Dr. Dana J. Somers, Biology
Integrating Environmental and Economic Sustainability in Fermentation Microbiology
As a participant in the 2019 Valley and Ridge workshop, it was my goal to identify ways to expand my Biology course “Fermentation Microbiology” to include aspects of environmental and economic sustainability. The course is designed so that students learn research techniques relevant to microbial fermentation during the first half of the semester, and in the second half of the semester small teams of students design and implement their own research projects. In the past, students have developed research questions relating to cellulosic biofuels, bioremediation, beer, wine, and kombucha.
I came away from Valley and Ridge 2019 excited and inspired by what I learned, both from the workshop presenters as well as the other faculty attending the workshop with me. Through my experiences at the workshop, I developed two major ideas to help students utilize resources in the local environment and central PA community more effectively, and I plan to implement these in the Spring 2020 offering of this course.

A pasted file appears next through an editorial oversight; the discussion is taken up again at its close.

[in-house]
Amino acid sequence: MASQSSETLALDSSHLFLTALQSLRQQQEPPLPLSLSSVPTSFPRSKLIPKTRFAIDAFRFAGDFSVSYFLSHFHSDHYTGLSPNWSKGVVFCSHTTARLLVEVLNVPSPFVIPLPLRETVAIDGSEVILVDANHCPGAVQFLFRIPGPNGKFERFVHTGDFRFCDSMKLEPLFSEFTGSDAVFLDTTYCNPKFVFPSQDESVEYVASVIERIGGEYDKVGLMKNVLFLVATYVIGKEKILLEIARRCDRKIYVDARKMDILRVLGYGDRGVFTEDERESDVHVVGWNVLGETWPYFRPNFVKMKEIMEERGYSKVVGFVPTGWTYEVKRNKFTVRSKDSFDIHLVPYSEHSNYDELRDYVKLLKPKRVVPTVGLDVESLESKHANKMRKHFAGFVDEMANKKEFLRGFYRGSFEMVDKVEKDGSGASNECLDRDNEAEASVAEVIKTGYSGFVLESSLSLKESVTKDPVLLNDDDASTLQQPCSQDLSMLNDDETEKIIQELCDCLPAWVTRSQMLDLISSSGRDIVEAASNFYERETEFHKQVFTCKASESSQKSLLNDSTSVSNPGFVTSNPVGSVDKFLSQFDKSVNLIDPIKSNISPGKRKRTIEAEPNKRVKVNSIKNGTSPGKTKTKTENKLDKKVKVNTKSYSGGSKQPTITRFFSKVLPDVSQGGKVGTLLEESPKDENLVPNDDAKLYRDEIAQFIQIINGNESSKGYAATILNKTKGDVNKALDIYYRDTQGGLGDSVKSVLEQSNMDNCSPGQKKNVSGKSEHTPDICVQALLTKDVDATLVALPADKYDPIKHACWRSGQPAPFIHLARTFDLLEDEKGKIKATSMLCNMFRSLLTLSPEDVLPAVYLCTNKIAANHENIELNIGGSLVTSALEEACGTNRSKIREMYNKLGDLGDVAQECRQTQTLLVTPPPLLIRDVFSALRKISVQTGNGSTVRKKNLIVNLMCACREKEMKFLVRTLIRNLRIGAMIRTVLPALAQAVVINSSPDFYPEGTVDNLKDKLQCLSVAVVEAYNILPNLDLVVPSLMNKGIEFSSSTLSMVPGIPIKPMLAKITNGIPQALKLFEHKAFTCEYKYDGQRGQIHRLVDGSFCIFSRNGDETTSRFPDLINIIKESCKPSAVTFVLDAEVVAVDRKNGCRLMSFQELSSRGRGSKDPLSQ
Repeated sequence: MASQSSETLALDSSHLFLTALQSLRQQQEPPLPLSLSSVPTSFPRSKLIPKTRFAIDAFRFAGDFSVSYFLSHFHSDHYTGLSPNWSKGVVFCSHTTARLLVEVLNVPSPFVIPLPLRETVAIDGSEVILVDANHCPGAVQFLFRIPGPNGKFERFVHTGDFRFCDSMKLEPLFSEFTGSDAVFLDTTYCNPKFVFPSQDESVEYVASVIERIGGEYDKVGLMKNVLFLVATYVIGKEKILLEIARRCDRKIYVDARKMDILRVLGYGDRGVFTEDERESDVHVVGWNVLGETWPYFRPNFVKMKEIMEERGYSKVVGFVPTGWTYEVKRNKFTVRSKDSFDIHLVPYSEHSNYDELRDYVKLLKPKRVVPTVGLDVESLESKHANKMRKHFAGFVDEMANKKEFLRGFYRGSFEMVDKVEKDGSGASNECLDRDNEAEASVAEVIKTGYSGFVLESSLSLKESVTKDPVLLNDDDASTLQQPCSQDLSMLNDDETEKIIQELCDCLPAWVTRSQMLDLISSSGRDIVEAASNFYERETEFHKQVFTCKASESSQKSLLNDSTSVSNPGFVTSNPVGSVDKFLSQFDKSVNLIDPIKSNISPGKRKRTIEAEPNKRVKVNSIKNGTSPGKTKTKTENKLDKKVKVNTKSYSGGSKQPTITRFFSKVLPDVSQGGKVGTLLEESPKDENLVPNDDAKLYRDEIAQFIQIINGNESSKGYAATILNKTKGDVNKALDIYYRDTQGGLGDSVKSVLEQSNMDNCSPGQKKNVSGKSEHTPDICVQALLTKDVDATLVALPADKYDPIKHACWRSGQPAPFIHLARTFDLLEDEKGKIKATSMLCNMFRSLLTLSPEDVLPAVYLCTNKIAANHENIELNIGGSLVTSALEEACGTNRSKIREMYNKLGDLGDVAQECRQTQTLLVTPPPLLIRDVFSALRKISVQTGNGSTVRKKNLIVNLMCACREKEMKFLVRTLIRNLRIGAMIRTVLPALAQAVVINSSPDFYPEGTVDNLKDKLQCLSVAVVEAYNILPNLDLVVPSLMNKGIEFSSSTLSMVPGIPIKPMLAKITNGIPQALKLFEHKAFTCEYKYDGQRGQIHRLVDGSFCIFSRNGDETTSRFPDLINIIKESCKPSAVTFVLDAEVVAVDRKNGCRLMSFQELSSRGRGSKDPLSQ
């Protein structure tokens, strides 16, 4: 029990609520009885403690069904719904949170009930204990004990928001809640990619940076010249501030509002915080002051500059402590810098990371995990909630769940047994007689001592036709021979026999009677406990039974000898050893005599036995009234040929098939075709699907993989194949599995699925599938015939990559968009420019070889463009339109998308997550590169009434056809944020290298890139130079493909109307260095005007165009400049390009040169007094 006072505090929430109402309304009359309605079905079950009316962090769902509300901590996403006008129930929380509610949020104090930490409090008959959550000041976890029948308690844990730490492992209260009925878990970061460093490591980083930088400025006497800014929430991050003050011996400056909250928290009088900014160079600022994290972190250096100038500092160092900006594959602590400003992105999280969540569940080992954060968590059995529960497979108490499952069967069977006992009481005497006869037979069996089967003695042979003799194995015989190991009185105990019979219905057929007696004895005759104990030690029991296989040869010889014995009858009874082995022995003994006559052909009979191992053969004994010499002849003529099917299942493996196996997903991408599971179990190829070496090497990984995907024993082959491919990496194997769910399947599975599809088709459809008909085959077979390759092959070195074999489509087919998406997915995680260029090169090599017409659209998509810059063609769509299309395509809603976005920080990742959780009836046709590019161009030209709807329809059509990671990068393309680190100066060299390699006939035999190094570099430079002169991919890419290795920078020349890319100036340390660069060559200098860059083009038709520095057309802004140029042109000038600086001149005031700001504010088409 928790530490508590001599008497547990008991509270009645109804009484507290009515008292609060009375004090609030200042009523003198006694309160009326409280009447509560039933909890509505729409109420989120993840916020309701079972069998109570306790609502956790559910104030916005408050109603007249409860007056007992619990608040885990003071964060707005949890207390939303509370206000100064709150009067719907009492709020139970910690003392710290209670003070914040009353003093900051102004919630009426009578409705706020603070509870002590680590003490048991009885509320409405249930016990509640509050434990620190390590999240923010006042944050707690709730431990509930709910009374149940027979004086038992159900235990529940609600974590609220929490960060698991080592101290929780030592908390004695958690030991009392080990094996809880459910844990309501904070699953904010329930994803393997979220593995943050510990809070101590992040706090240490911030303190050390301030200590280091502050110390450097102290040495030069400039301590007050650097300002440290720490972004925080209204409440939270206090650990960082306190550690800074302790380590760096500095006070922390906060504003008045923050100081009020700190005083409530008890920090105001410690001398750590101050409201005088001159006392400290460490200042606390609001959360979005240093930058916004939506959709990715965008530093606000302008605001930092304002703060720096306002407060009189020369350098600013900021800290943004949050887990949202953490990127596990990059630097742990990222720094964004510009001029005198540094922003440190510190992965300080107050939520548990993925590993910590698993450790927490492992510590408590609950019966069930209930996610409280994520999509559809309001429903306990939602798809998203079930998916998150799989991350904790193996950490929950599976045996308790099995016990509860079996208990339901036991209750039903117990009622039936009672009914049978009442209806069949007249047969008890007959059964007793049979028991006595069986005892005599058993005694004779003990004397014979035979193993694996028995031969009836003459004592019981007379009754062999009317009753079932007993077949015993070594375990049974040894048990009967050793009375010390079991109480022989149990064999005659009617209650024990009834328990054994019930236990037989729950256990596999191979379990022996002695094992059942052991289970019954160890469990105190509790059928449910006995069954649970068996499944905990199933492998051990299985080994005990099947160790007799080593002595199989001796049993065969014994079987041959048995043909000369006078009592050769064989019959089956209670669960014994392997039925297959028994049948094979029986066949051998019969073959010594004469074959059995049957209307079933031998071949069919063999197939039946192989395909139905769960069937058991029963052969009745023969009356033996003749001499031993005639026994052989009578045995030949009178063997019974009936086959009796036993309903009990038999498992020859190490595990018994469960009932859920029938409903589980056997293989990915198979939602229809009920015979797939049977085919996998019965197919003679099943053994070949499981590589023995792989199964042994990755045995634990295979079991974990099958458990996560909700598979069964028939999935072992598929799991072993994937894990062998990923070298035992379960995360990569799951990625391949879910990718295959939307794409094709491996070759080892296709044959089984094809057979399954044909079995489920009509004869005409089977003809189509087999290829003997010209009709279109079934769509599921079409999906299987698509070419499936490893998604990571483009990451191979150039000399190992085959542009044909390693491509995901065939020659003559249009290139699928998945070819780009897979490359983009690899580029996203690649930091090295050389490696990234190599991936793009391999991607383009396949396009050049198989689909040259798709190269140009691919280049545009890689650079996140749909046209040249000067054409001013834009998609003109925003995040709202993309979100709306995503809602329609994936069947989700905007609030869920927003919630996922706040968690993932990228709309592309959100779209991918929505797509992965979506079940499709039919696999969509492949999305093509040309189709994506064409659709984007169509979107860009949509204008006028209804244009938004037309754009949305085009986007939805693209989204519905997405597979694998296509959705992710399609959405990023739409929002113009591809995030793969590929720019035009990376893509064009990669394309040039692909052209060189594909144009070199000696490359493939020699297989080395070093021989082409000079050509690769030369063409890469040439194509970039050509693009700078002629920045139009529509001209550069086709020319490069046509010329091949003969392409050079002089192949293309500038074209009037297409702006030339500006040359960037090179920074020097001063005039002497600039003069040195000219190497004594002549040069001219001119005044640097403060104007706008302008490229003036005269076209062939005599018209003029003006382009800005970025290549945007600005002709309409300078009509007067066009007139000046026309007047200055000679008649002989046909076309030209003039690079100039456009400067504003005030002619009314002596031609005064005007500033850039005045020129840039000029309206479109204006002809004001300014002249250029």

First, I plan to add an experiential learning component at the Dickinson College farm. The college farm features a biogas digestor that produces fuel and other byproducts used in many different aspects on Dickinson’s campus. I will have students in my class visit the farm to learn about biogas fermentation and design a small experiment to sample the reactor and examine its microbial composition. Second, I will ask students to explore economic sustainability in their final research projects, using the Center Sustainability Education as a resource for project consultations. Students will be encouraged to source material for fermentation, either microbes or carbon sources, from the local region and will be required to articulate the economic impact of their project. Based on these two modifications, my course should satisfy the requirements for the Sustainability Connections (SCON) designation.